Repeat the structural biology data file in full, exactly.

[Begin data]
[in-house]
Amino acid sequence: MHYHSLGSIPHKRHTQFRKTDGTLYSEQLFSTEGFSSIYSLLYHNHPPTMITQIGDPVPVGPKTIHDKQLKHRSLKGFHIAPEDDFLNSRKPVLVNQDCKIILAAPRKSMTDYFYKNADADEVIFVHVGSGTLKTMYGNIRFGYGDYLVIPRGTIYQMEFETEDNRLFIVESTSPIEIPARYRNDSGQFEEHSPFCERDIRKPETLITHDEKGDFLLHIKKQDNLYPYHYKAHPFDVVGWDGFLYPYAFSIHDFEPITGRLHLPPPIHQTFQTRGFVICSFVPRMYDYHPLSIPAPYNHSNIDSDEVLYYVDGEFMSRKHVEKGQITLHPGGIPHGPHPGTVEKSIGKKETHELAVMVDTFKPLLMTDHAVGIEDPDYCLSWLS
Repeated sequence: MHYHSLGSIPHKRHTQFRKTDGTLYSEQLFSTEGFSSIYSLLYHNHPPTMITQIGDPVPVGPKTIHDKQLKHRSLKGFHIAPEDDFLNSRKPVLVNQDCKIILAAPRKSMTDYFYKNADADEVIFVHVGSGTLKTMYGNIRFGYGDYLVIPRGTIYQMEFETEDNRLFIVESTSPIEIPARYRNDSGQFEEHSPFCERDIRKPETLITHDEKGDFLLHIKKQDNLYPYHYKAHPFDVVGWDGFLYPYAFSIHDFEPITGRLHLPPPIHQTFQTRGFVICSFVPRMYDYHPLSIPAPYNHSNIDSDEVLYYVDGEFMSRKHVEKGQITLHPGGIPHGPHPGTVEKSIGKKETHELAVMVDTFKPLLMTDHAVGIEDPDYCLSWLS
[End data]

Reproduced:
[in-house]
Amino acid sequence: MHYHSLGSIPHKRHTQFRKTDGTLYSEQLFSTEGFSSIYSLLYHNHPPTMITQIGDPVPVGPKTIHDKQLKHRSLKGFHIAPEDDFLNSRKPVLVNQDCKIILAAPRKSMTDYFYKNADADEVIFVHVGSGTLKTMYGNIRFGYGDYLVIPRGTIYQMEFETEDNRLFIVESTSPIEIPARYRNDSGQFEEHSPFCERDIRKPETLITHDEKGDFLLHIKKQDNLYPYHYKAHPFDVVGWDGFLYPYAFSIHDFEPITGRLHLPPPIHQTFQTRGFVICSFVPRMYDYHPLSIPAPYNHSNIDSDEVLYYVDGEFMSRKHVEKGQITLHPGGIPHGPHPGTVEKSIGKKETHELAVMVDTFKPLLMTDHAVGIEDPDYCLSWLS
Repeated sequence: MHYHSLGSIPHKRHTQFRKTDGTLYSEQLFSTEGFSSIYSLLYHNHPPTMITQIGDPVPVGPKTIHDKQLKHRSLKGFHIAPEDDFLNSRKPVLVNQDCKIILAAPRKSMTDYFYKNADADEVIFVHVGSGTLKTMYGNIRFGYGDYLVIPRGTIYQMEFETEDNRLFIVESTSPIEIPARYRNDSGQFEEHSPFCERDIRKPETLITHDEKGDFLLHIKKQDNLYPYHYKAHPFDVVGWDGFLYPYAFSIHDFEPITGRLHLPPPIHQTFQTRGFVICSFVPRMYDYHPLSIPAPYNHSNIDSDEVLYYVDGEFMSRKHVEKGQITLHPGGIPHGPHPGTVEKSIGKKETHELAVMVDTFKPLLMTDHAVGIEDPDYCLSWLS